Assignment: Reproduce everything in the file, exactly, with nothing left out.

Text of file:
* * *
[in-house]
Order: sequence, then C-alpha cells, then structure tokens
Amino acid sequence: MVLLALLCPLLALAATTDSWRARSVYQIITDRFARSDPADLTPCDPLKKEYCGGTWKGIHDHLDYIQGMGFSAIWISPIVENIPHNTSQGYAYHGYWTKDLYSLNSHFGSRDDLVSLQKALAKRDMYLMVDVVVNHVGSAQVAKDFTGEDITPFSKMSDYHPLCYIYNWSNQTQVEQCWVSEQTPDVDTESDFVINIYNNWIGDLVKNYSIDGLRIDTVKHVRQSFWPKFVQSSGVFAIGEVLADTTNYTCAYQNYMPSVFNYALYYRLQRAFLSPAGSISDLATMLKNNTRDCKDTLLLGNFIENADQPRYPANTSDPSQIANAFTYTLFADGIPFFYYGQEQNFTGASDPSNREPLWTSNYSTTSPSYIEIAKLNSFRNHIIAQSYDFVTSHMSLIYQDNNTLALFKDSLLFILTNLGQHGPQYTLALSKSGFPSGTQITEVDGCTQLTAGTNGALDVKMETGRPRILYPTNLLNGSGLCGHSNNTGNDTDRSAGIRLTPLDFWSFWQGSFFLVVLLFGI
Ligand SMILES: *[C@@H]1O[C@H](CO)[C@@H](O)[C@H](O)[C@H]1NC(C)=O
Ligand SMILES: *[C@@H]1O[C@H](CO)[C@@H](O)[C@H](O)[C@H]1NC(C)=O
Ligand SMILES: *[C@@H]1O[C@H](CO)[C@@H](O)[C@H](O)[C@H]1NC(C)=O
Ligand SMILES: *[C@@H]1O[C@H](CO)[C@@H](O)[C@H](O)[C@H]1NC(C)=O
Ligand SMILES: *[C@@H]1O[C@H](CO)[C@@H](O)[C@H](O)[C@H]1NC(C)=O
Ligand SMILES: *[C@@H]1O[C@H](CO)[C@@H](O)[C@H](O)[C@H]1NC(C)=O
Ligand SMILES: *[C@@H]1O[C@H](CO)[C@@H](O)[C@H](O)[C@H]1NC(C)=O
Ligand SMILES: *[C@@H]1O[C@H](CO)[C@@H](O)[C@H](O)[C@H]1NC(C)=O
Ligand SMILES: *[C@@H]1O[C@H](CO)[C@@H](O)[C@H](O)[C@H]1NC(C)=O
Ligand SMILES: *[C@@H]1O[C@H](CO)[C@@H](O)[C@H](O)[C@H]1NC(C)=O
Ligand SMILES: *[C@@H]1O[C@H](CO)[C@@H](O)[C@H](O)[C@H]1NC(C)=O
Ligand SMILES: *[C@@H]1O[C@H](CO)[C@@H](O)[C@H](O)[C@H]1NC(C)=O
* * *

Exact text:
[in-house]
Order: sequence, then C-alpha cells, then structure tokens
Amino acid sequence: MVLLALLCPLLALAATTDSWRARSVYQIITDRFARSDPADLTPCDPLKKEYCGGTWKGIHDHLDYIQGMGFSAIWISPIVENIPHNTSQGYAYHGYWTKDLYSLNSHFGSRDDLVSLQKALAKRDMYLMVDVVVNHVGSAQVAKDFTGEDITPFSKMSDYHPLCYIYNWSNQTQVEQCWVSEQTPDVDTESDFVINIYNNWIGDLVKNYSIDGLRIDTVKHVRQSFWPKFVQSSGVFAIGEVLADTTNYTCAYQNYMPSVFNYALYYRLQRAFLSPAGSISDLATMLKNNTRDCKDTLLLGNFIENADQPRYPANTSDPSQIANAFTYTLFADGIPFFYYGQEQNFTGASDPSNREPLWTSNYSTTSPSYIEIAKLNSFRNHIIAQSYDFVTSHMSLIYQDNNTLALFKDSLLFILTNLGQHGPQYTLALSKSGFPSGTQITEVDGCTQLTAGTNGALDVKMETGRPRILYPTNLLNGSGLCGHSNNTGNDTDRSAGIRLTPLDFWSFWQGSFFLVVLLFGI
Ligand SMILES: *[C@@H]1O[C@H](CO)[C@@H](O)[C@H](O)[C@H]1NC(C)=O
Ligand SMILES: *[C@@H]1O[C@H](CO)[C@@H](O)[C@H](O)[C@H]1NC(C)=O
Ligand SMILES: *[C@@H]1O[C@H](CO)[C@@H](O)[C@H](O)[C@H]1NC(C)=O
Ligand SMILES: *[C@@H]1O[C@H](CO)[C@@H](O)[C@H](O)[C@H]1NC(C)=O
Ligand SMILES: *[C@@H]1O[C@H](CO)[C@@H](O)[C@H](O)[C@H]1NC(C)=O
Ligand SMILES: *[C@@H]1O[C@H](CO)[C@@H](O)[C@H](O)[C@H]1NC(C)=O
Ligand SMILES: *[C@@H]1O[C@H](CO)[C@@H](O)[C@H](O)[C@H]1NC(C)=O
Ligand SMILES: *[C@@H]1O[C@H](CO)[C@@H](O)[C@H](O)[C@H]1NC(C)=O
Ligand SMILES: *[C@@H]1O[C@H](CO)[C@@H](O)[C@H](O)[C@H]1NC(C)=O
Ligand SMILES: *[C@@H]1O[C@H](CO)[C@@H](O)[C@H](O)[C@H]1NC(C)=O
Ligand SMILES: *[C@@H]1O[C@H](CO)[C@@H](O)[C@H](O)[C@H]1NC(C)=O
Ligand SMILES: *[C@@H]1O[C@H](CO)[C@@H](O)[C@H](O)[C@H]1NC(C)=O